It doesn’t tell you shit about how much work you have done, how much of a novel you’ve already written, or, in anything but the vaguest terms give you an idea of the shitload of grafting you still have ahead of you.

I’ve read too many quotes saying that a thousand words a day will give you a novel in three months.

Bollox.

Such shite was perhaps written with the best of intentions, to encourage would-be writers to get their finger out of their arse and get something down on paper.

It seems so easy.

Write a novel in a month, they say every November. Fifty thousand words crafted, or cobbled together, anyway, and Bob’s your uncle: a novel under the belt.

No.

Not true.

Sure, there are a few great novels out there with scant word counts.

Ninety thousand words is a decent-sized book.

But is it your book?

Did those fifty thousand words spill out of the typewriter ribbon as such, or were they the last standing syllables of a Mongol horde of words that got massacred until they resembled a roman army in perfect discipline?

Did their author stick to a thousand words a day? Did he or she spend two weeks locked in a hotel room and thump upon the keys with his/her fingers twenty-five thousand times a day for ten says straight? Or sit with a pencil between his/her teeth for ten hours and get two hundred words down eventually, before breaking open a bottle of whisky at the end of the day?

Are ninety thousand words enough to tell the story that you need to tell? Or will two hundred thousand do it?

We create universes, us writers.

True.

But just like this one we’re all condemned to share, if it was made by some superior being, once it was made it pretty fecking quickly got away from it’s maker. Your universe will expand to the dimensions it requires within a very short time of its inception.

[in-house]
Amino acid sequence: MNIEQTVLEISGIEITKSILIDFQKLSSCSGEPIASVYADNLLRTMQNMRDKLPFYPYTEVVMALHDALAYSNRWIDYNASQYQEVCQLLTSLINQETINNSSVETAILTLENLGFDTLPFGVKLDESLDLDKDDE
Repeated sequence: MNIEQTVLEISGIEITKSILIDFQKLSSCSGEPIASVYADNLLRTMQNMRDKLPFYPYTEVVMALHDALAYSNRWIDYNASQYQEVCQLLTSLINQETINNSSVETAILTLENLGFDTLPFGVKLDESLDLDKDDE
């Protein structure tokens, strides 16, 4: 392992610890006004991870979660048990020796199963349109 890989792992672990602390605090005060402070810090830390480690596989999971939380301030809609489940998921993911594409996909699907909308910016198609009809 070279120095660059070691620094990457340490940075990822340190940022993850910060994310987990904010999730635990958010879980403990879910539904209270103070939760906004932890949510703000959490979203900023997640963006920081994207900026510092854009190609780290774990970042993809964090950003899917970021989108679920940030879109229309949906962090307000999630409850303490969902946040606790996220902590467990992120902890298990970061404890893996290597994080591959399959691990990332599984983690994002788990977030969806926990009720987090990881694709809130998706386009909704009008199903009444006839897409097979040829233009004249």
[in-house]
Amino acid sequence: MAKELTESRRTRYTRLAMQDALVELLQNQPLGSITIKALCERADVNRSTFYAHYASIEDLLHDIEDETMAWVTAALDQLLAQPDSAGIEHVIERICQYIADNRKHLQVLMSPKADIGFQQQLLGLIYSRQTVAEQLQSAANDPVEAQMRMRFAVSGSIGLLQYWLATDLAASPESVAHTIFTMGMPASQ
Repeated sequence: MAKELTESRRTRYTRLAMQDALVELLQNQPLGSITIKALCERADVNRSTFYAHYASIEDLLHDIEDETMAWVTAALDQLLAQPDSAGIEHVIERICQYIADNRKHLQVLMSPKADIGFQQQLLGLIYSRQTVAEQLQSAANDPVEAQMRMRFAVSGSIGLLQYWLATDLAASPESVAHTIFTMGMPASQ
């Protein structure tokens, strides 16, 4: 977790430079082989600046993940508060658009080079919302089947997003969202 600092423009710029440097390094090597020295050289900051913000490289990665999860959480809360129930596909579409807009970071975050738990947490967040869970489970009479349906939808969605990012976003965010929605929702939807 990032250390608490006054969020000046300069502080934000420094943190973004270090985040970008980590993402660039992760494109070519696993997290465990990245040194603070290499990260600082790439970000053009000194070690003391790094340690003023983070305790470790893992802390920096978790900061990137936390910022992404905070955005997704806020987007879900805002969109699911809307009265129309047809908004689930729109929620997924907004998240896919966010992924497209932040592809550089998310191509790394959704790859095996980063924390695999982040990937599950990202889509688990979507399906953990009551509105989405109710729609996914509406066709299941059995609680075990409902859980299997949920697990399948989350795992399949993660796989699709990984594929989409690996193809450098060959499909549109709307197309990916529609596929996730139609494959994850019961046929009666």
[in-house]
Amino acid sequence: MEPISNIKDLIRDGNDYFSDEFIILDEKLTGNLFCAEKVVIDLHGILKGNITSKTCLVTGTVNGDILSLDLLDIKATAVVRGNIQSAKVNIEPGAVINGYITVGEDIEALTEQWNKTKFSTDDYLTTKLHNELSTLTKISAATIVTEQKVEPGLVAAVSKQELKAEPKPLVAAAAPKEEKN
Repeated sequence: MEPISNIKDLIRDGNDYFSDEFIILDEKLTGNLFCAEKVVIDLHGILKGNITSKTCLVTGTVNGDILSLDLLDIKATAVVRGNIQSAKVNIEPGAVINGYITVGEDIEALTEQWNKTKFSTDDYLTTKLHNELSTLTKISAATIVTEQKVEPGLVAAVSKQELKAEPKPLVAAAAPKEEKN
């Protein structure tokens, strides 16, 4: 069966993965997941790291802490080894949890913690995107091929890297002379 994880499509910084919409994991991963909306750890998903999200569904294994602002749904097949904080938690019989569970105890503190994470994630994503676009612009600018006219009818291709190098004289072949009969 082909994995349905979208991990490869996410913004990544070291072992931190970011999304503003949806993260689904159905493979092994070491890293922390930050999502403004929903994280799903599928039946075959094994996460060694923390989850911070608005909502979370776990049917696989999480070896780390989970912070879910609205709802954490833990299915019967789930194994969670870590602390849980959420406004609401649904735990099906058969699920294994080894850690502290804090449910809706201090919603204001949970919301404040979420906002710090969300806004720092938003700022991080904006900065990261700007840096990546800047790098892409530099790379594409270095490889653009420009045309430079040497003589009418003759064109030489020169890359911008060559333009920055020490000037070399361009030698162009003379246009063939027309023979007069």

And you can do nothing but watch, and oblige its demands by filling it up with the structures it needs, however many words that requires.

You might find that you have fifty thousand words of a mess that will require more than one month just to get straight in your head.

Happened to me, after a fashion.

The 70k half book I have now will turn into, as far as I can judge from what I have uncovered of the world I am creating, around 150k. Much of what I am writing will be deleted. Only after they are written, can I hope to cut out the words the story probably doesn’t need.

My shortest novel is 30,000 words. It’s a children’s book. My longest, so far, is 175K. Each book I have had published has been shaved down. There were parts that weren’t necessary. But I didn’t know that until I wrote them. Some of these I noticed myself, once they existed. They could disappear. Others I didn’t know about until they were pointed out. But in every one, the thousand words a day would not have led to a finished story in the simple multiple of days to the final word count.

The other half-novel is currently at around 200K. I have an estimation that it will end up at 400K. I have no idea whatsoever whether it will stay that way, or will get chopped in half. I only know I have many more words to write, but no notion of how long that process will take.

So, check out your word count, by all means. Just don’t think you’re halfway done if you have 45K written.

You might be nearly finished, or you might only be starting out.

The story will decide.

You can only obey the rules of the universe you have created, and give it all the space it requires, however many years that will take to do.